Orders in a production program are transferred directly from the enterprise resource planning system (ERP) to a digital order pool in the intelligent production control system. There, the orders, or rather their digital order data, are available. The assignment to individual test cells or manual test stations, including consideration of available personnel, is then carried out autonomously in negotiation with the respective agents. This negotiation simultaneously includes the compatibility and availability check of test adapters for any setup processes. Once an optimal allocation strategy has been determined, the intelligent production control system orchestrates relevant material flow and setup operations. Manual planning and control interventions are thus only carried out in exceptional cases. An overview of this process can be taken as an example from Fig. 2.
Carrying out a simulation study
The integration of such a concept into the existing Sennheiser production system represents a fundamental change in the previous approaches to production planning and control. In order to determine a strategy for optimal occupancy planning and to evaluate the impact of intelligent production control on relevant KPIs, a simulation study was conducted by IFW against this background. For this purpose, IFW replicated the current Sennheiser production system in the discrete material flow and event simulation software Tecnomatix Plant Simulation and added an autonomous test cell. Using an additional software framework for agent-based programming to control the simulation, the process and flow logic was programmed according to the outlined concept for the Sennheiser production system.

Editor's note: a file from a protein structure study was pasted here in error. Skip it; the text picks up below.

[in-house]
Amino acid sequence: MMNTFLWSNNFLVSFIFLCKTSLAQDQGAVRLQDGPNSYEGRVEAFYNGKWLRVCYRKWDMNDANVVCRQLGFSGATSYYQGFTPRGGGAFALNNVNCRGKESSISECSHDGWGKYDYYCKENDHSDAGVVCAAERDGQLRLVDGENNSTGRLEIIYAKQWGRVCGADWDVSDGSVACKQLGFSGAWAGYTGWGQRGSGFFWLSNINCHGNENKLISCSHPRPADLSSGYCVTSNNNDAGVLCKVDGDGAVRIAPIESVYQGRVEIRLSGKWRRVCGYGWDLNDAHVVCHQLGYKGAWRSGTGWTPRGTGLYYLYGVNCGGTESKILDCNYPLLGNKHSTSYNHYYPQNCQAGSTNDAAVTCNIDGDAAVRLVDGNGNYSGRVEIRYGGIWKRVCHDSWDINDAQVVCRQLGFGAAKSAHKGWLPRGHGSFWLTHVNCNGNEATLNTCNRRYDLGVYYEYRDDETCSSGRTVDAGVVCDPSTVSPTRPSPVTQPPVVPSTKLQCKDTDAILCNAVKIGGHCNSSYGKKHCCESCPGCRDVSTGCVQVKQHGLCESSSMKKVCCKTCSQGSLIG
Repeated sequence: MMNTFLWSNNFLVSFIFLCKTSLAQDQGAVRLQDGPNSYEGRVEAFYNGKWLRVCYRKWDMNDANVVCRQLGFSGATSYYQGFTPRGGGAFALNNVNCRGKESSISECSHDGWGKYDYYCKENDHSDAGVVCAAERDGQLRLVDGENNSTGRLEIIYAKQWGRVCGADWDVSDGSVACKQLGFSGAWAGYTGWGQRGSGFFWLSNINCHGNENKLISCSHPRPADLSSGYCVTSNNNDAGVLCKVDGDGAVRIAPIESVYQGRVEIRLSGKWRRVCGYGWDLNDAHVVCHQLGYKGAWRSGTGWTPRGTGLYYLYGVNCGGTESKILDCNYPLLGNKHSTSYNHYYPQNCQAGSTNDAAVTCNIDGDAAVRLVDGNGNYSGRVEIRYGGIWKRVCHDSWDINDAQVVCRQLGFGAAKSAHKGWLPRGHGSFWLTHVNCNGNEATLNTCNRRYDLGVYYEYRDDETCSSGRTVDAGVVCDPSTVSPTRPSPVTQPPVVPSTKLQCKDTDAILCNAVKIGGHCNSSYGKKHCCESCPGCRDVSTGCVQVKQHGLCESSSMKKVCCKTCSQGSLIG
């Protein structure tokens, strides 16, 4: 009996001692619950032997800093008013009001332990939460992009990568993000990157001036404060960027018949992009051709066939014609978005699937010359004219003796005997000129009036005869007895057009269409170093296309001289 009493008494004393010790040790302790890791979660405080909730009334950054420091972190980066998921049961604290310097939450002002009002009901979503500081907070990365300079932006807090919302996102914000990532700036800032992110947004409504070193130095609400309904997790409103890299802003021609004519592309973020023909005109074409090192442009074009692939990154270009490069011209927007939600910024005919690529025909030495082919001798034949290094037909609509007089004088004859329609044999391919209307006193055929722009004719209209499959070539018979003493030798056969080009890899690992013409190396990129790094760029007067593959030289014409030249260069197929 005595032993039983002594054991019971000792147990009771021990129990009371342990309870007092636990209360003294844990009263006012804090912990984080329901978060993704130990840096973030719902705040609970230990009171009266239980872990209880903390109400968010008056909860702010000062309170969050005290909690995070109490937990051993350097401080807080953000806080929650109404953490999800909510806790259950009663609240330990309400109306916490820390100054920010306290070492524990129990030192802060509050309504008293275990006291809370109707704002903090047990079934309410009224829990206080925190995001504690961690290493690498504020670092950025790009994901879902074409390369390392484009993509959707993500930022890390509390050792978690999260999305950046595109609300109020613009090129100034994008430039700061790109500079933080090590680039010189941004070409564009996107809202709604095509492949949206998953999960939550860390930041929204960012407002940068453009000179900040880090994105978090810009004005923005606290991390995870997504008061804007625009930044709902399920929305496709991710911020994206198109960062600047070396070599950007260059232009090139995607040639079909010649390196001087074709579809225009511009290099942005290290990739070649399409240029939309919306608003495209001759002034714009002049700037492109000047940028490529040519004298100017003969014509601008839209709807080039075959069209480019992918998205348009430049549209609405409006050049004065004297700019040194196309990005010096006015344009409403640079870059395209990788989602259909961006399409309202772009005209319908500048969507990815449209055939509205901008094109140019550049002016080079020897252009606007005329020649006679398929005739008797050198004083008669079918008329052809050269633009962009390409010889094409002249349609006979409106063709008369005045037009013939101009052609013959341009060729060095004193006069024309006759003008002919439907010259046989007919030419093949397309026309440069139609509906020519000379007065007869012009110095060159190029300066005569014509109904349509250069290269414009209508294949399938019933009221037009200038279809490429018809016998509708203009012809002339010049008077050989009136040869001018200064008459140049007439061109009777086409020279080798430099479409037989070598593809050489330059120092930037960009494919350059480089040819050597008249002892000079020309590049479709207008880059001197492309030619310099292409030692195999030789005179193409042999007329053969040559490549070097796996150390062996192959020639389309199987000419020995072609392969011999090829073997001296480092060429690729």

Subsequently, it was investigated which performance increases and potentials can be expected on the basis of the intelligent production control (see Fig. 3). In this context, occupancy planning according to the priority rule “shortest processing time” proved to be particularly suitable. For this purpose, an evaluation and comparison was made on the basis of past data from a reference period. This reference period covers a phase of very high capacity utilization. The sequence of manual production control (see Fig. 4) was implemented in this respect in a second simulation. This allowed the potentials of intelligent production control to be investigated and compared as comprehensively as possible.
The results of this simulation study can be seen in Fig. 5. This figure shows the relative improvement of the so-called delivery performance through the use of intelligent production control. In this context, delivery performance represents a central KPI in the Sennheiser production system. In order to investigate the system behavior and its effects on the KPI in a differentiated manner in the event of stochastically occurring disturbances of test stations or personnel bottlenecks, different availability scenarios were defined (x-axis in Fig. 5). In these scenarios, the availability of test stations was varied between 65 and 95 percent. As a result, ordinal anomalies in the Sennheiser production system were taken into account in the simulation at different frequencies and a range of possible real production scenarios was simulated.
Across all availability scenarios, it can be seen that delivery performance could be significantly improved by intelligent production control during the reference period. The largest possible increase in delivery performance was around 50 percent in the 75 percent availability scenario.
Significant increase in performance expected
In the long term, a significant increase in the performance of the production system can be assumed. Across all availability scenarios, the intelligent production control system achieved an increase in delivery performance by an average of 30 percent in the reference period. The next step is to implement and further validate the intelligent production control system, which performed extremely well in the simulation study, in the real production environment.